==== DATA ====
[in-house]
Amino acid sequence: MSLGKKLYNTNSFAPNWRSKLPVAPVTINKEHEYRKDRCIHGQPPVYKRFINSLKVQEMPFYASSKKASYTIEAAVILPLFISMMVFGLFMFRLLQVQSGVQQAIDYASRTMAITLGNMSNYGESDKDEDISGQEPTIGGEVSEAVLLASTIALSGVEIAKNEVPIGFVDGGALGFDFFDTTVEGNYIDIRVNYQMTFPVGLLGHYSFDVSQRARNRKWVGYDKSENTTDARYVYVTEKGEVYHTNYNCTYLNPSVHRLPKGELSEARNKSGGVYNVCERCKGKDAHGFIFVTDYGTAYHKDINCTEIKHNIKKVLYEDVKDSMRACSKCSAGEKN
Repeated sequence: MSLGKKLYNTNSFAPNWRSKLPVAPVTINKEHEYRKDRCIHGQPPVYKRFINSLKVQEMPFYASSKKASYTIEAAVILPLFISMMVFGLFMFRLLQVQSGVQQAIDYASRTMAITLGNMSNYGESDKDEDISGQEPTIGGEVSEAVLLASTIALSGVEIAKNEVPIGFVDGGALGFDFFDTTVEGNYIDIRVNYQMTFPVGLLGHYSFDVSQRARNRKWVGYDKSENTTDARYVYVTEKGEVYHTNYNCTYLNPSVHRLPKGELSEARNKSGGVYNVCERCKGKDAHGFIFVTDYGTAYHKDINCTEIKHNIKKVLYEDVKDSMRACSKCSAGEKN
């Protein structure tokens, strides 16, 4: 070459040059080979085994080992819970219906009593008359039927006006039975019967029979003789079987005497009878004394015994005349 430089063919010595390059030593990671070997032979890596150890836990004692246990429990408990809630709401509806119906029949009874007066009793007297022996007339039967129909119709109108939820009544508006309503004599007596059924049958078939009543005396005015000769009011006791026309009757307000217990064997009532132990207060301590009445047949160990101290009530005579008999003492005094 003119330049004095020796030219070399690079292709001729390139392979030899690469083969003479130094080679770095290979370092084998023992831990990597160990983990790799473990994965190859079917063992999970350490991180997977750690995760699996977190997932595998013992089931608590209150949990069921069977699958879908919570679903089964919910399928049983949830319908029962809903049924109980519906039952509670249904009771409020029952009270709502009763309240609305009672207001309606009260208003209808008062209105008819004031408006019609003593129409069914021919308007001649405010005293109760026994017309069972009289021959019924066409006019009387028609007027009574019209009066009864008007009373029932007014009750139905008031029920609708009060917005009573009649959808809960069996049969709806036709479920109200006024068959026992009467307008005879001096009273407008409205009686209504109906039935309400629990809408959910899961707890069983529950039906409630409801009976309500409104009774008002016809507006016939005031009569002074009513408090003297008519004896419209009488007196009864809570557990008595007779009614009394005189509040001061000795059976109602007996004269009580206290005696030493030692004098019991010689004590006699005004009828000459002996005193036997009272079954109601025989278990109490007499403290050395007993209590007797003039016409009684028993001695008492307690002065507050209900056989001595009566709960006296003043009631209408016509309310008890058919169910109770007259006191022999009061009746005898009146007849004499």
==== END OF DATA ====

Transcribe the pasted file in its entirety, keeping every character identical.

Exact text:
[in-house]
Amino acid sequence: MSLGKKLYNTNSFAPNWRSKLPVAPVTINKEHEYRKDRCIHGQPPVYKRFINSLKVQEMPFYASSKKASYTIEAAVILPLFISMMVFGLFMFRLLQVQSGVQQAIDYASRTMAITLGNMSNYGESDKDEDISGQEPTIGGEVSEAVLLASTIALSGVEIAKNEVPIGFVDGGALGFDFFDTTVEGNYIDIRVNYQMTFPVGLLGHYSFDVSQRARNRKWVGYDKSENTTDARYVYVTEKGEVYHTNYNCTYLNPSVHRLPKGELSEARNKSGGVYNVCERCKGKDAHGFIFVTDYGTAYHKDINCTEIKHNIKKVLYEDVKDSMRACSKCSAGEKN
Repeated sequence: MSLGKKLYNTNSFAPNWRSKLPVAPVTINKEHEYRKDRCIHGQPPVYKRFINSLKVQEMPFYASSKKASYTIEAAVILPLFISMMVFGLFMFRLLQVQSGVQQAIDYASRTMAITLGNMSNYGESDKDEDISGQEPTIGGEVSEAVLLASTIALSGVEIAKNEVPIGFVDGGALGFDFFDTTVEGNYIDIRVNYQMTFPVGLLGHYSFDVSQRARNRKWVGYDKSENTTDARYVYVTEKGEVYHTNYNCTYLNPSVHRLPKGELSEARNKSGGVYNVCERCKGKDAHGFIFVTDYGTAYHKDINCTEIKHNIKKVLYEDVKDSMRACSKCSAGEKN
């Protein structure tokens, strides 16, 4: 070459040059080979085994080992819970219906009593008359039927006006039975019967029979003789079987005497009878004394015994005349 430089063919010595390059030593990671070997032979890596150890836990004692246990429990408990809630709401509806119906029949009874007066009793007297022996007339039967129909119709109108939820009544508006309503004599007596059924049958078939009543005396005015000769009011006791026309009757307000217990064997009532132990207060301590009445047949160990101290009530005579008999003492005094 003119330049004095020796030219070399690079292709001729390139392979030899690469083969003479130094080679770095290979370092084998023992831990990597160990983990790799473990994965190859079917063992999970350490991180997977750690995760699996977190997932595998013992089931608590209150949990069921069977699958879908919570679903089964919910399928049983949830319908029962809903049924109980519906039952509670249904009771409020029952009270709502009763309240609305009672207001309606009260208003209808008062209105008819004031408006019609003593129409069914021919308007001649405010005293109760026994017309069972009289021959019924066409006019009387028609007027009574019209009066009864008007009373029932007014009750139905008031029920609708009060917005009573009649959808809960069996049969709806036709479920109200006024068959026992009467307008005879001096009273407008409205009686209504109906039935309400629990809408959910899961707890069983529950039906409630409801009976309500409104009774008002016809507006016939005031009569002074009513408090003297008519004896419209009488007196009864809570557990008595007779009614009394005189509040001061000795059976109602007996004269009580206290005696030493030692004098019991010689004590006699005004009828000459002996005193036997009272079954109601025989278990109490007499403290050395007993209590007797003039016409009684028993001695008492307690002065507050209900056989001595009566709960006296003043009631209408016509309310008890058919169910109770007259006191022999009061009746005898009146007849004499």